When system access software 300 or debugger software 170 so addresses a functional unit, the system access software or debugger software can also specify the type of error that system 100 should employ for that functional unit by specifying an appropriate bit in control field 315B. In this manner, system 100 controls the error type or mode currently employed. As seen in FIG. 3B, if debugger software 170 raises bit “I” high then system 100 injects an error in the currently addressed functional unit. If debugger software 170 sets the uncorrectable error bit “UE” to a high or logic 1, then system 100 injects or emulates an uncorrectable error for the currently addressed functional unit. However, if debugger software 170 sets the uncorrectable error bit “UE” to a low or logic 0, then system 100 injects or emulates a correctable error for the currently addressed functional unit. If debugger software 300 sets the reset bit “R” high or to a logic 1, then system 100 attempts a reset retry, namely a repeat of a previous operation attempt. Control and decoder logic 320 couples to control field section 315B and an output decoder 325. Logic 320 instructs output decoder 325 with respect to the type of error handling specified in the control field. Selection field section 315A couples to output decoder 325 to inform output decoder 325 regarding the particular functional unit for which system 100 should inject an error. To convey this functional unit selection information from control field section 315A to output decoder 325, global fault handler 140 includes a PPU error inject line, an I/O IF error inject line, an MIU error inject line; an L2 error inject line, a B IF error inject line and an SPE error inject (0) line, . . . SPE error inject (5) line.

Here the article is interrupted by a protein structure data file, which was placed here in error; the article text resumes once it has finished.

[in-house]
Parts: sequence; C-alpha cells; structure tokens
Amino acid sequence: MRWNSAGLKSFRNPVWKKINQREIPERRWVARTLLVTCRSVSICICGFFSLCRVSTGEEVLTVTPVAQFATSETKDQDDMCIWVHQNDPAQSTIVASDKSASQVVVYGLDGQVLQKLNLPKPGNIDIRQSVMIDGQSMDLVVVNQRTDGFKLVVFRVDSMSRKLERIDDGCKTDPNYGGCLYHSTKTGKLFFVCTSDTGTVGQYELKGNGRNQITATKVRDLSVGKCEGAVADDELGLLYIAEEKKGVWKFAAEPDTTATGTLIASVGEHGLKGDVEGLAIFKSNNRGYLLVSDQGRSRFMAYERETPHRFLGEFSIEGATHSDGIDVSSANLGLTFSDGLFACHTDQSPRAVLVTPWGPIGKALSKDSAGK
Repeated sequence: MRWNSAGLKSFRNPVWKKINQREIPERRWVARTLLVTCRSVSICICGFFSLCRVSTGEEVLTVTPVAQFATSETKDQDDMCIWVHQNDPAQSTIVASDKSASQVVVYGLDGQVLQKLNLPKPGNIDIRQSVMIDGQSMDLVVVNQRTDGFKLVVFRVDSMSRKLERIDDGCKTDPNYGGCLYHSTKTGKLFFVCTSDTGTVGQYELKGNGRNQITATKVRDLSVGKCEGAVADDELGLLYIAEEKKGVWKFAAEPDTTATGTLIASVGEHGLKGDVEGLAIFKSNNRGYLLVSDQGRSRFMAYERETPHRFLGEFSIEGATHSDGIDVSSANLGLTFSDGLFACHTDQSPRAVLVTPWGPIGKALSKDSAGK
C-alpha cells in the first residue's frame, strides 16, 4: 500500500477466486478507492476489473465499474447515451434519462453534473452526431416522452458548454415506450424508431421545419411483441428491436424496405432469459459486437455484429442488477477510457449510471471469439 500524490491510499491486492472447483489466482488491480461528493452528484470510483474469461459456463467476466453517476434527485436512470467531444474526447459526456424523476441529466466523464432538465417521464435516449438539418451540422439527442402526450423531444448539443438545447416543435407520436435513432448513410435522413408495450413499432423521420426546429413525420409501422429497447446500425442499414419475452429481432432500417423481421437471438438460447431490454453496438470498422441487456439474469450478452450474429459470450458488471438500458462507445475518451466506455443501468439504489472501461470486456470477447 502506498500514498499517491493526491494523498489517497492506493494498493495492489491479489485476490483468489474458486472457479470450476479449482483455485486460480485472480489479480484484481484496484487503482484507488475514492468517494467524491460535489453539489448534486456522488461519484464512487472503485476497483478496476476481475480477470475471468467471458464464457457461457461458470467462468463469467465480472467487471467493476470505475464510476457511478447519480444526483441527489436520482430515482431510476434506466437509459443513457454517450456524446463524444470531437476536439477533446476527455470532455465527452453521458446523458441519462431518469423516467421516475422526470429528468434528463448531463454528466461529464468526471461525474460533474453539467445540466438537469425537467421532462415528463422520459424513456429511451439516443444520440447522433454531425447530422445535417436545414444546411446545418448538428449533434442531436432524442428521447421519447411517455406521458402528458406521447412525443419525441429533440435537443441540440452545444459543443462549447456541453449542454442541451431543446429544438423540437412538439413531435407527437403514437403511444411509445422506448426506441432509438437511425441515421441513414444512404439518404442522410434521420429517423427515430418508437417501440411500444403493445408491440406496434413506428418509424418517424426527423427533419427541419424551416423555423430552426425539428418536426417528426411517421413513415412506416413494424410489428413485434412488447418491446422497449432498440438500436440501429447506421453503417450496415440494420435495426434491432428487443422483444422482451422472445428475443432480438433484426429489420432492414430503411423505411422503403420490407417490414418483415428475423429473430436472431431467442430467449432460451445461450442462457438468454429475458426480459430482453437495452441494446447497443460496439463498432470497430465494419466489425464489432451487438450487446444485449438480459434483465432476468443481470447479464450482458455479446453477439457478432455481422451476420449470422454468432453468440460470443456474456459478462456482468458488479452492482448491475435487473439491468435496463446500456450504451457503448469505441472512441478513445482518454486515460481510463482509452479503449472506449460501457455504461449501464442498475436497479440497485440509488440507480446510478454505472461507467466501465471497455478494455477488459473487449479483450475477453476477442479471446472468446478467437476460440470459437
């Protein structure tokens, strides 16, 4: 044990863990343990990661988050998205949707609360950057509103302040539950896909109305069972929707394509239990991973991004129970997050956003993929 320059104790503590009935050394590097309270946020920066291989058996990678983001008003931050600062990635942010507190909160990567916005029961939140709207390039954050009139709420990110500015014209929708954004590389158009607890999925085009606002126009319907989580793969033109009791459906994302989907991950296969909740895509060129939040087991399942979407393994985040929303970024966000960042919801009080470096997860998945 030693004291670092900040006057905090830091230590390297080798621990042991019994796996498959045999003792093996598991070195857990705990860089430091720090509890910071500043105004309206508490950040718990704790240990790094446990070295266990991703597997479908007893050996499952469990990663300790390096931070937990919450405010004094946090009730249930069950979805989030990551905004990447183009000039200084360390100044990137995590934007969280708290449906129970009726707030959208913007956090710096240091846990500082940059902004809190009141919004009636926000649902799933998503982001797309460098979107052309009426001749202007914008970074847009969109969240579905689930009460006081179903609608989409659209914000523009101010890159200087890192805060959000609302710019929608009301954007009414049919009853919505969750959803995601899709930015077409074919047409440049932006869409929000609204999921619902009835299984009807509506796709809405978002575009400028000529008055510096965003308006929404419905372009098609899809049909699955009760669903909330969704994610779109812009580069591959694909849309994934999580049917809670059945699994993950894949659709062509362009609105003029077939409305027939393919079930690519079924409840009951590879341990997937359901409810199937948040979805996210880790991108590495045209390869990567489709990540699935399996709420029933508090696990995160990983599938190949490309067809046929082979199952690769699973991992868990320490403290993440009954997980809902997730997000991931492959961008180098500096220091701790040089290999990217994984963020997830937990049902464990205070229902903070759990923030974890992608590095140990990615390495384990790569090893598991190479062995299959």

Output decoder 325 couples to global FIR input multiplexer 330 via the following lines which specify either correctable or uncorrectable errors at designated respective functional units: PPU correctable error, I/O IF correctable error, MIU correctable error, L2 correctable error, B IF correctable error, SPE correctable error(0), . . . SPE correctable error (5). FIG. 3A depicts a similar set of lines between output decoder 325 and global FIR input multiplexer 330 for specifying the injection of uncorrectable errors. FIG. 3A also depicts global FIR input multiplexer 330 as coupled to both global correctable error FIR 143 and global uncorrectable error FIR 144. In actual practice, system 100 may bifurcate global fault handler 140 as follows. One set of control/decoder logic 320, output decoder 325 and multiplexer 330 may service global correctable error FIR 143 in a dedicated fashion, and another set of control/decoder logic 320, output decoder 325 and multiplexer 330 may service global uncorrectable error FIR 144 in a dedicated fashion. Thus, global FIR input multiplexer 330 actually include two separate multiplexers, namely multiplexer 145 which is dedicated to correctable error injection and multiplexer 147 which is dedicated to uncorrectable error injection, as shown in FIG. 1.